Sea Sickness Lair
AKA the Sea Sickness Lair. Don't they know that this design will result in a maximum of sway at the top deck? Talk about a barfmachine.
4 posts • joined 31 May 2013
I get what you're saying here. Similar to Android you don't have to close an app. That seems fair at first blush, however...
The thing is, on Android this is true for ALL apps. On Windows 8 there is a very confusing dichotomy that is put forth. In one area, you are supposed to close apps via a close button, and in the other you aren't supposed to close them, however there is a way to close them, it's just not made obvious.
So users search the web for "how to close apps on windows 8" and find out they can. This sends the mixed message that you are supposed to close apps, since they have allowed you to do so. You just don't do it using a little X icon the way you do everywhere else, and it's not explained anywhere that you don't need to.
If they intended for Metro to co-exist with the desktop experience, they need to create a solid set of common controls that work across the environments. Not doing this creates a functional mess that doesn't rely on muscle memory the way it should.
Like I said earlier. It's a complete and total UI disaster designed by amateurs. I'm not being mean here, just being honest. The first time I saw it I thought to myself "looks like they outsourced the UI to an agency."
The whole thing smacks of a team lead that just had no experience in this area. To the layman you might say it's subjective and hem and haw. But after doing this work for as long as I have, I look at it the same way that an architect would look at a building where the 1st floor is made of styrofoam and the 2nd is made of lead. You simply don't do things like that.
That's unfortunate that you've had that experience. There are a lot of would be "experts" who aren't these days.
"Don't see why you need an on screen start button when there is one on your keyboard."
A good reason you would need it is that most users would not know to press the windows button to open the start menu. Very few users of Windows 7 know that you can press that button to make the start menu appear. I have witnessed this myself during user testing of apps in Windows environments. They tend to opt for using the on-screen menu as that is what they are looking at.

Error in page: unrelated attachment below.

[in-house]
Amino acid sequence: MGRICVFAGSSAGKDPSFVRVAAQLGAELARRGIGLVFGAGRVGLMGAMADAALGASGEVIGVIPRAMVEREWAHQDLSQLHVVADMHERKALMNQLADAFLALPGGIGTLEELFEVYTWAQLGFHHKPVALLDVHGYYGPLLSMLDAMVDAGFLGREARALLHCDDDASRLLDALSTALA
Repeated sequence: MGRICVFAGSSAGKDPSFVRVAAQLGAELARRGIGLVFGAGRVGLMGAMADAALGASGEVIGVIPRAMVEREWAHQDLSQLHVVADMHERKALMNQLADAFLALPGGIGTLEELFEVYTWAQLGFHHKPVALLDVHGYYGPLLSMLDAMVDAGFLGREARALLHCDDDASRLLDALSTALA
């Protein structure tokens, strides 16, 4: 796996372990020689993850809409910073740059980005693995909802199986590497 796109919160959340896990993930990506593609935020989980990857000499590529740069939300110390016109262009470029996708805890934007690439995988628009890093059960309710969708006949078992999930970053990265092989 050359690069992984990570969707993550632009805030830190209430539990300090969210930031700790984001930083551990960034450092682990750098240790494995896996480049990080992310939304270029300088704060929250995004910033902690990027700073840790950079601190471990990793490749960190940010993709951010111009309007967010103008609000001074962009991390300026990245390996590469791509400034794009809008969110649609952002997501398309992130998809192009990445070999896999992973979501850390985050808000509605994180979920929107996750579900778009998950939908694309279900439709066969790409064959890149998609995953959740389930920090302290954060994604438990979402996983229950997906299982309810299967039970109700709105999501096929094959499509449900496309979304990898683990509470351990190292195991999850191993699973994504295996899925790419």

A great UI will give users visual cues that help them understand what to do or that functionality exists in a certain area. In Windows 7 for example, there is a windows icon on the task bar that opens the start menu. That icon matches the icon on my keyboard. That visual cue let's users know that the two items are related. Even so, many users still don't discover that nuance.
Now fast forward to Windows 8. There is no visual cue at all. No cue that there is a charms bar, no cue that there is a start menu, no cue that you swipe downwards on metro apps to close them. In short, if you don't have a manual for this OS, or you are a geek that likes to read blogs, you're not going to be doing much of anything on Windows 8 with any level of ease.
This is why the OS flopped. This is why they are putting back the start button. I don't think they'd do that, and make such an embarrassing admission, if it wasn't important.
Speaking as a user interface designer who has worked over the last 20 years on software and web interfaces; I can safely say this guy was right to be let go.
He may have been correct in removing the Start button; however, he was completely wrong not to replace it with a visual, on screen method for reaching the start screen. Likewise he was insanely misguided and showed incredible levels of incompetence in his field to release an interface where simple things like closing apps also have no visual indicators.
Knowing full well that users may not always be on a Windows tablet that has a Start button, he should have planned to have one shown on the UI when the user was not operating a keyboardless environment. He did not remove the start button from the tablet. It is there when you use a Windows RT device and in close visual proximity to the screen.
The Window key on a keyboard is not anywhere near the screen. It's a cop out to say that users should know to press it to reach the start screen.
Windows 8 is a complete and total UI and best practices disaster.
(clipped slightly by moderator)
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